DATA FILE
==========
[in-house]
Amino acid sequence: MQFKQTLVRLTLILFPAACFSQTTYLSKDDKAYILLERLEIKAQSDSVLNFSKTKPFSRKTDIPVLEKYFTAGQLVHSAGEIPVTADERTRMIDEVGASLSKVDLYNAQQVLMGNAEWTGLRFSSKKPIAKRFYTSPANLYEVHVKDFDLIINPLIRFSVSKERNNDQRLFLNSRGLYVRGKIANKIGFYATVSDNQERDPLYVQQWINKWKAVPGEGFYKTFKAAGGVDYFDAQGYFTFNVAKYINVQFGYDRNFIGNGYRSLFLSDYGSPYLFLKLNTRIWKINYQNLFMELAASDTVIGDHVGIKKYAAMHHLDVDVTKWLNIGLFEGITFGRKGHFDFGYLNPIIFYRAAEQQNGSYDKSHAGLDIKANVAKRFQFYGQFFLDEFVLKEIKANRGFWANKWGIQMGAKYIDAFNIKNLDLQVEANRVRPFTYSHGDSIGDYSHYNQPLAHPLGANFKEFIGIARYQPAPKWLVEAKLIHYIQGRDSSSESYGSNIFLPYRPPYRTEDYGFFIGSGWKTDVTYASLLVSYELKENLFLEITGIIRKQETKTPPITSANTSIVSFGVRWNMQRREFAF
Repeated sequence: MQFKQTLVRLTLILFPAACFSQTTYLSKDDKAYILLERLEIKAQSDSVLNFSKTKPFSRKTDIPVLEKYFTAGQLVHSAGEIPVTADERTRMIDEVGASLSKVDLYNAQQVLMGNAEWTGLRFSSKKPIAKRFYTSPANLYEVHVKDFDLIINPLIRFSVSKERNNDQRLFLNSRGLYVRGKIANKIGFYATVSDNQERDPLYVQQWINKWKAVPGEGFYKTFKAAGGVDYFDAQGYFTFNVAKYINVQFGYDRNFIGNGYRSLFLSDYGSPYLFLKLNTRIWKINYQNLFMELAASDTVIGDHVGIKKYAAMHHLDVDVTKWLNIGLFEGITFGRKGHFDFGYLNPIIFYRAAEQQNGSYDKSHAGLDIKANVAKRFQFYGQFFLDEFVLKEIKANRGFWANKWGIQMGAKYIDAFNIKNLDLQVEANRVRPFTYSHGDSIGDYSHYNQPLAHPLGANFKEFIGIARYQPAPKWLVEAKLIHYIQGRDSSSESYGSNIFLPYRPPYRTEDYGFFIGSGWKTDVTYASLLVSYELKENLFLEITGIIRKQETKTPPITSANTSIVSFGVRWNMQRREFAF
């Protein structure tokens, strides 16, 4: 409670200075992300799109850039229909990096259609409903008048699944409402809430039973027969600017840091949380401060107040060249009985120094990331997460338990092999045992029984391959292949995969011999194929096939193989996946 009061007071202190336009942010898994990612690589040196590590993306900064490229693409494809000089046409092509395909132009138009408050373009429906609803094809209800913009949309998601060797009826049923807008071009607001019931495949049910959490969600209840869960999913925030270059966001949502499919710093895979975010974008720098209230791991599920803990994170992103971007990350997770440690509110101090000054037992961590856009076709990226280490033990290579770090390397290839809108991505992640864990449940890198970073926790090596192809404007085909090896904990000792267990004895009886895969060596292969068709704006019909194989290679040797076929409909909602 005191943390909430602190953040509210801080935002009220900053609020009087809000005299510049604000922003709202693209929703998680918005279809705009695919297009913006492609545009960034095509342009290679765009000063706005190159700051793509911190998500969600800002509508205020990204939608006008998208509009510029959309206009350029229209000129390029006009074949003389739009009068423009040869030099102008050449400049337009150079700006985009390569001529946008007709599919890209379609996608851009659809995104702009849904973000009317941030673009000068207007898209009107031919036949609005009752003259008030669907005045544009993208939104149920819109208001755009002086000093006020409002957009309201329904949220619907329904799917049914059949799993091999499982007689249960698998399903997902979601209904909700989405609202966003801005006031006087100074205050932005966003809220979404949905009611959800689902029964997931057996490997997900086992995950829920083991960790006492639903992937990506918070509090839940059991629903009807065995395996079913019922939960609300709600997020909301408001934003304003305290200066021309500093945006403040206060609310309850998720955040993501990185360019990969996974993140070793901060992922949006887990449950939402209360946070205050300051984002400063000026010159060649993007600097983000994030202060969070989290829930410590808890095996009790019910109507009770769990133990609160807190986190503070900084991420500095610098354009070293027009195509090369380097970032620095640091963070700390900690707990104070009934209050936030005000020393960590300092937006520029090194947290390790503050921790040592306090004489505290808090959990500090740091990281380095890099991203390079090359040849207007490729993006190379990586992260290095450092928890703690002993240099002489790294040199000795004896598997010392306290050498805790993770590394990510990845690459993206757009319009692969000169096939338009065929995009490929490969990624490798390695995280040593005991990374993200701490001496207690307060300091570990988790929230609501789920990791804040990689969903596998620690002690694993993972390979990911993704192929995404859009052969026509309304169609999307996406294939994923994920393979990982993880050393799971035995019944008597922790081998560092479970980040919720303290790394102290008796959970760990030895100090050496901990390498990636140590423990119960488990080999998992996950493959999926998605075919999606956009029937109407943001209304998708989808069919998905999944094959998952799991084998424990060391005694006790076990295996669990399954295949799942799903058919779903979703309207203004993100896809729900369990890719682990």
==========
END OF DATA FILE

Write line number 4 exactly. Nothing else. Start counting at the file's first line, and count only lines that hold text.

């Protein structure tokens, strides 16, 4: 409670200075992300799109850039229909990096259609409903008048699944409402809430039973027969600017840091949380401060107040060249009985120094990331997460338990092999045992029984391959292949995969011999194929096939193989996946 009061007071202190336009942010898994990612690589040196590590993306900064490229693409494809000089046409092509395909132009138009408050373009429906609803094809209800913009949309998601060797009826049923807008071009607001019931495949049910959490969600209840869960999913925030270059966001949502499919710093895979975010974008720098209230791991599920803990994170992103971007990350997770440690509110101090000054037992961590856009076709990226280490033990290579770090390397290839809108991505992640864990449940890198970073926790090596192809404007085909090896904990000792267990004895009886895969060596292969068709704006019909194989290679040797076929409909909602 005191943390909430602190953040509210801080935002009220900053609020009087809000005299510049604000922003709202693209929703998680918005279809705009695919297009913006492609545009960034095509342009290679765009000063706005190159700051793509911190998500969600800002509508205020990204939608006008998208509009510029959309206009350029229209000129390029006009074949003389739009009068423009040869030099102008050449400049337009150079700006985009390569001529946008007709599919890209379609996608851009659809995104702009849904973000009317941030673009000068207007898209009107031919036949609005009752003259008030669907005045544009993208939104149920819109208001755009002086000093006020409002957009309201329904949220619907329904799917049914059949799993091999499982007689249960698998399903997902979601209904909700989405609202966003801005006031006087100074205050932005966003809220979404949905009611959800689902029964997931057996490997997900086992995950829920083991960790006492639903992937990506918070509090839940059991629903009807065995395996079913019922939960609300709600997020909301408001934003304003305290200066021309500093945006403040206060609310309850998720955040993501990185360019990969996974993140070793901060992922949006887990449950939402209360946070205050300051984002400063000026010159060649993007600097983000994030202060969070989290829930410590808890095996009790019910109507009770769990133990609160807190986190503070900084991420500095610098354009070293027009195509090369380097970032620095640091963070700390900690707990104070009934209050936030005000020393960590300092937006520029090194947290390790503050921790040592306090004489505290808090959990500090740091990281380095890099991203390079090359040849207007490729993006190379990586992260290095450092928890703690002993240099002489790294040199000795004896598997010392306290050498805790993770590394990510990845690459993206757009319009692969000169096939338009065929995009490929490969990624490798390695995280040593005991990374993200701490001496207690307060300091570990988790929230609501789920990791804040990689969903596998620690002690694993993972390979990911993704192929995404859009052969026509309304169609999307996406294939994923994920393979990982993880050393799971035995019944008597922790081998560092479970980040919720303290790394102290008796959970760990030895100090050496901990390498990636140590423990119960488990080999998992996950493959999926998605075919999606956009029937109407943001209304998708989808069919998905999944094959998952799991084998424990060391005694006790076990295996669990399954295949799942799903058919779903979703309207203004993100896809729900369990890719682990």